US to rev fastest supercomputer with powerful test system
'Tiny' testbed already crushes Oak Ridge's past supercomputers
The United States has opened up a small but powerful test system for researchers to get a taste of what is expected to become the country's fastest supercomputer and one of the world's fastest. And the tiny testbed, named "Crusher" is already faster than previous top US supercomputers.
The US Department of Energy's Oak Ridge National Laboratory said on Monday that four well-established research projects are using the test system. Crusher is essentially a miniature version of Frontier, the country's first exascale supercomputer expected to come online in the second half of 2022, which means an already late system (Frontier was supposed to appear in 2021) is even later than expected (appearing after the expected ISC 2022 incarnation of the Top 500 list).
Frontier is a much-hyped system that is expected to provide at least 1.5 exaflops of theoretical peak performance, with some sources claiming two exaflops based on unpublished conference material. Peak performance is the metric by which top performance is gauged in supercomputing.
It will undoubtedly become one of the world's fastest supercomputers, easily surpassing Japan's 442-petaflop Fugaku, which is in the current No 1 spot. But as our sister site The Next Platform reported last year, China quietly beat the US to the exascale punch with not one but two systems that reached a peak performance of 1.3 exaflops.
- Look at me. Look at me. I'm the El Capitan now: Cray to build US govt's $600m cray-cray exascale nuke app super
- Hey, US taxpayers. Filed your taxes? Good, good. $500m of it is going on an Intel-Cray exascale boffinry supercomputer
- AMD tries to spoil Nvidia's week by teasing high-end accelerators, Epyc chips with 3D L3 cache, and more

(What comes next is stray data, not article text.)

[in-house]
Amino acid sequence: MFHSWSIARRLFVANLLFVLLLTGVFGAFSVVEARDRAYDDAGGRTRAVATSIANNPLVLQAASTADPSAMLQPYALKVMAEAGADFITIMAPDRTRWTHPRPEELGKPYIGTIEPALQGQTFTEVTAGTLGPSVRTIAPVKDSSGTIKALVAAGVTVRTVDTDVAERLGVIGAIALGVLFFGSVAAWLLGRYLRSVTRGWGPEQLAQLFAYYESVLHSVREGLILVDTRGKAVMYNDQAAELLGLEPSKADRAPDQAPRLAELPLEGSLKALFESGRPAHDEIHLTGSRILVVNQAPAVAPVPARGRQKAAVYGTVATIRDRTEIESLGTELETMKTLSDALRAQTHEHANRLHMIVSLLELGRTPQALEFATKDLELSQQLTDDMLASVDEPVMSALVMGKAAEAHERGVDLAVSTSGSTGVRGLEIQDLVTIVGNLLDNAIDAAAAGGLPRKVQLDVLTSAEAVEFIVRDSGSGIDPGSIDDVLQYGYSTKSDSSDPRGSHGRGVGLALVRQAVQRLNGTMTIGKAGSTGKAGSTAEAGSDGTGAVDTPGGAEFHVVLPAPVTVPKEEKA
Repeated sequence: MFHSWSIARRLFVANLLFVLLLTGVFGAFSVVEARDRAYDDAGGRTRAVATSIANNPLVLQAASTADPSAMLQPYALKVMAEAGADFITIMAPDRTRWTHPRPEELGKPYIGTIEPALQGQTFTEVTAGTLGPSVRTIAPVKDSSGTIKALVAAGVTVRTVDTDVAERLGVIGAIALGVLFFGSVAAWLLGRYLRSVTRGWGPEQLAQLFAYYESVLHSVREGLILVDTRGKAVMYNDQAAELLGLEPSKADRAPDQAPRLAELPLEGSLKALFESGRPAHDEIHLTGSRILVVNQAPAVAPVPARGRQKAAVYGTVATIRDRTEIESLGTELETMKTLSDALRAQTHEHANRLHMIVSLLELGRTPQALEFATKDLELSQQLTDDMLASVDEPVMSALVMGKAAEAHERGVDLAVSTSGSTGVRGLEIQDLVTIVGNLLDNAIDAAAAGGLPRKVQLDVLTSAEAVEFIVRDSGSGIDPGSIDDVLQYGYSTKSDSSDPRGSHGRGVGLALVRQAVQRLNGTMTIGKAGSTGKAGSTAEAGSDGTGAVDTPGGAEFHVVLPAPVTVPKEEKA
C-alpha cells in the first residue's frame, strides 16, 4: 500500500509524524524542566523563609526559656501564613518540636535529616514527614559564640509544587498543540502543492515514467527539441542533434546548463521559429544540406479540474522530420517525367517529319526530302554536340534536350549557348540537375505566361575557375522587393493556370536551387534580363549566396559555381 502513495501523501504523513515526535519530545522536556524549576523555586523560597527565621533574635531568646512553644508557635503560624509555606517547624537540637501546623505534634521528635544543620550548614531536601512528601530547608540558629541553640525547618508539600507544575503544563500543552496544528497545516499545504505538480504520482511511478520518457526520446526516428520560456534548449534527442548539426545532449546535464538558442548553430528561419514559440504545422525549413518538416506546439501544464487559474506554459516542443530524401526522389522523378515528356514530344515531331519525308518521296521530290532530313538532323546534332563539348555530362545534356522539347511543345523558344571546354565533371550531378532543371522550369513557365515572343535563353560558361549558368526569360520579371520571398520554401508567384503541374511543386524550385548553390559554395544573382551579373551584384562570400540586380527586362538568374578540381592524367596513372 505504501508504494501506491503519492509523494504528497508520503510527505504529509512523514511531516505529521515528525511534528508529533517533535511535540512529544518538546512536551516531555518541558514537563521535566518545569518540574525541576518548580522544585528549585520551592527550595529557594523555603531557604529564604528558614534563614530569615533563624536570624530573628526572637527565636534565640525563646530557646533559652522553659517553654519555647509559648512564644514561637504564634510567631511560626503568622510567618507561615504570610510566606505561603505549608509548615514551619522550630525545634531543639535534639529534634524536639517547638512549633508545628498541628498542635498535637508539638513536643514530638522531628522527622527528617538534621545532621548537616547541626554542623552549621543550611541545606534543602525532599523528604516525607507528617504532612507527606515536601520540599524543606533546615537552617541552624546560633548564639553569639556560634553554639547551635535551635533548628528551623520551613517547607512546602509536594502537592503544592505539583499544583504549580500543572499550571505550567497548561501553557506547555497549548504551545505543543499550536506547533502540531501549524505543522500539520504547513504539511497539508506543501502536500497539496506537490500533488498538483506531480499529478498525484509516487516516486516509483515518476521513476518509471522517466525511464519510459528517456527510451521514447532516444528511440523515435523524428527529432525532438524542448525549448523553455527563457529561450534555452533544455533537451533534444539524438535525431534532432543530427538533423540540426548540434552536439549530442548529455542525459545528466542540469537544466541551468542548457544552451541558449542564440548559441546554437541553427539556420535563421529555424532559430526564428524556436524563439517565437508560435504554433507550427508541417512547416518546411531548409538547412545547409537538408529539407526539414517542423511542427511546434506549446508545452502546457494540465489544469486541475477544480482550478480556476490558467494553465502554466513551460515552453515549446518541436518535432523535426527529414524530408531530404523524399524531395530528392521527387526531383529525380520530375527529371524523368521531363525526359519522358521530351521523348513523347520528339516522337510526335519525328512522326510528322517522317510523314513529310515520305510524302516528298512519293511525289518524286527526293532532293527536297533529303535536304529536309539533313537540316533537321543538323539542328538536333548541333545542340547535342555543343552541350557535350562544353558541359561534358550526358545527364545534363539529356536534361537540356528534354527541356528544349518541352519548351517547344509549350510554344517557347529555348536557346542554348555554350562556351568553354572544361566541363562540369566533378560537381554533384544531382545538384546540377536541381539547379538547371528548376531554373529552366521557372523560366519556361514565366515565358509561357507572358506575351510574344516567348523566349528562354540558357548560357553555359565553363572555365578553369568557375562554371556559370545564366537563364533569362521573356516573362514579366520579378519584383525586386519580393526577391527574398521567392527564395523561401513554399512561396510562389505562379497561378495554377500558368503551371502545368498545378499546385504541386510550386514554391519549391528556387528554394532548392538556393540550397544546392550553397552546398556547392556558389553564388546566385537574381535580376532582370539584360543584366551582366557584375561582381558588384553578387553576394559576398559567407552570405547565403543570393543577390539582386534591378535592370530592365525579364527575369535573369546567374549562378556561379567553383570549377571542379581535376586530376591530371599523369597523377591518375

- We need a 20MW 20,000-GPU-strong machine-learning supercomputer to build EU's planned digital twin of Earth
- US Air Force boots up not one but two AMD-powered supercomputers after five years of Intel Haswell CPUs
Even still, the Crusher test system itself is very fast compared to modern supercomputer standards, according to the lab, especially when you consider it is a 1.5-cabinet version of the 100-plus-cabinet Frontier.
Crusher consists of 192 Hewlett Packard Enterprise Cray server nodes connected by HPE's Slingshot interconnect, with each node containing one third-generation AMD EPYC CPU and four AMD Instinct MI250x GPUs.
To underline how impressive it is, the lab's Oak Ridge Leadership Computing Facility said Crusher is faster than the lab's previous Titan supercomputer while only being 1/100th the size. The fact that Crusher, which takes up only 44 square feet of floor space, is faster than the 4,352-square-foot Titan is significant, considering that the now-decommissioned supercomputer was the world's fastest when it debuted in 2012.
Oak Ridge said research teams have already seen promising results from Crusher, which is helping them prepare for when Frontier opens to all science users on Jan. 1, 2023.
For example, one team said Crusher provided a "roughly 15-fold speedup" for the Cholla astrophysical hydrodynamics code compared to the lab's current fastest supercomputer, the IBM Power-based plus GPU accelerated Summit machine, which is the fastest supercomputer in the US and has the number two spot on the Top 500 list of the world's fastest supercomputers.
Evan Schneider, assistant professor at the University of Pittsburgh and principal investigator for the Cholla code, said about 3x of that performance boost for Cholla is coming from hardware while software improvements are multiplying the impact of the hardware by 5x.
Another team, which operates the labs' NuCCOR nuclear physics code, said one AMD Instinct MI250X GPU was up to 8x faster than one of Summit's Nvidia V100 GPUs for the program, which is used to calculate the properties of atomic nuclei and their reactions.
"Crusher is the latest in a long line of test and development systems we have deployed for early users of OLCF platforms and is easily the most powerful of these we have ever provided," said Bronson Messer, director of science for Oak Ridge's supercomputer center. "The results these code teams are realizing on the machine are very encouraging as we look toward the dawn of the exascale era with Frontier."
The US is preparing another exascale supercomputer, the long-delayed Aurora, at the Department of Energy's Argonne National Laboratory, and it could be faster than Frontier when it debuts in late 2022.
Intel, which is providing the cluster's CPU and GPU innards, said last fall that Aurora will provide more than 2 exaflops, though The Next Platform suspects that may be for peak performance. ®